Biliary fluid contains 97% water, 0.7% bile salts, 0.2% bilirubin, 0.51% fat, and minor amounts of non-organic salts. Biochemical changes in this fluid can reduce the absorption of lipids, and usually liver damage is one of the major causes of these changes (15, 17, 18). Most of the studies carried out on the elements secreted in biliary fluid have focused on blood samples, and in these studies changes in biliary fluid elements have been shown. The present study also showed that these elements also decreased, and the results are dependable (15, 19, 20). Studies have shown that direct bilirubin levels in the sheep sera from liver-damaging diseases increase due to the direct release of bilirubin in the plasma, however, in spite of this, direct bilirubin levels reduce due to damage of the parasite to liver cells, which is confirmed by the results of the present study (21). As expected, in the study of bile ducts, we observed an increase in calcium levels, which was not unexpected. Due to the damage that the parasite causes to the bile ducts and the liver, and considering calcium secretion for restricting and calcification of the sites invaded by parasites, the higher amounts of calcium levels are likely to be observed in livestock infected with Fasciola hepatica (22).

Bile acids are mainly made by cholesterol, and the amount of plasma or serum cholesterol can be a good indicator of the damage in the liver. That is, plasma cholesterol increases in the early stages of liver diseases and diseases related to biliary obstruction, and then in the chronic phase of the disease, a decrease in cholesterol can be observed. According to the results of this study on infected animals, it can be said that these livestock have been affected by the chronic phase of the disease, and the hypothesis that the disease of the sheep exposed to Fasciola hepatitis progresses towards a chronic level is confirmed (23, 24). The presence of macromineral phosphorus is essential for the growth, maintenance and regeneration of cells, and its role in the production of phospholipids constituting the cell wall has also been proven. After calcium, phosphorus is the most important element in the body and is involved in many physiological actions there. It seems that decreased level of phosphorus in the bile duct can also be related to the low level of cholesterol in the biliary fluid (25). Therefore, it can be concluded that the reduction of some elements in the biliary fluid has an effect on the production of other bile ducts as well. Although phosphorus did not reduce significantly in the livestock of our study, it is an important role in the production of phospholipids cannot be easily ignored (26).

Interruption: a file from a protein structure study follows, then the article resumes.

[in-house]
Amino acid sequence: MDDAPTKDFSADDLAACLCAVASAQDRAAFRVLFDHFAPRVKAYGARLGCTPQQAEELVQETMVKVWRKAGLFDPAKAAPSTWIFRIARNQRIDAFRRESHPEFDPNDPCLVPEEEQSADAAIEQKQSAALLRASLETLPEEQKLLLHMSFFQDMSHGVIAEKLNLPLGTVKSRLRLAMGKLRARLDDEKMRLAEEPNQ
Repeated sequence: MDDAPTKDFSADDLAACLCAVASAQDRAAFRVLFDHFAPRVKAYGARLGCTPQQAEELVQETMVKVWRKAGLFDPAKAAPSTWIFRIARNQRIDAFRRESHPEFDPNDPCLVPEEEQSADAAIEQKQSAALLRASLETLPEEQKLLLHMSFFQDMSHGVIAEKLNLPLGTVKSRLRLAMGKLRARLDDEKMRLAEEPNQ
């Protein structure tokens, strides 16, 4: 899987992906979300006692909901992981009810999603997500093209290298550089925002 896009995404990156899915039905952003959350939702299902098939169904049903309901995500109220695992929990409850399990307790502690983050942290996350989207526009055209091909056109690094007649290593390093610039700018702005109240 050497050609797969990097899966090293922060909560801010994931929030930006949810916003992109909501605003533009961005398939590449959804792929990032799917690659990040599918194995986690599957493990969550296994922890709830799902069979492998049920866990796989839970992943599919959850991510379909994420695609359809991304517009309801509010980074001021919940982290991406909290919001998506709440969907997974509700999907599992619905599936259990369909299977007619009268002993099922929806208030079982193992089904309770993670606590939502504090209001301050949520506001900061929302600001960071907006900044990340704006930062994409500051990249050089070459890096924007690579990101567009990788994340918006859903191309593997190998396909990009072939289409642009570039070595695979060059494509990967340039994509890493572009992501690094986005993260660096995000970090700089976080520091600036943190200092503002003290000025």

4.1. Conclusions

Studies dealing with the changes in the biliary fluid are scarce since such studies are costly and difficult to conduct. The present study showed that biliary fluid elements changed significantly in fasciolasis. However, due to the complexity of the evolution of this parasite, and the impact of environmental, genetic, and nutritional conditions on the pathogenicity of the parasite in the host body, further studies are needed to confirm these results.

Acknowledgements

Footnote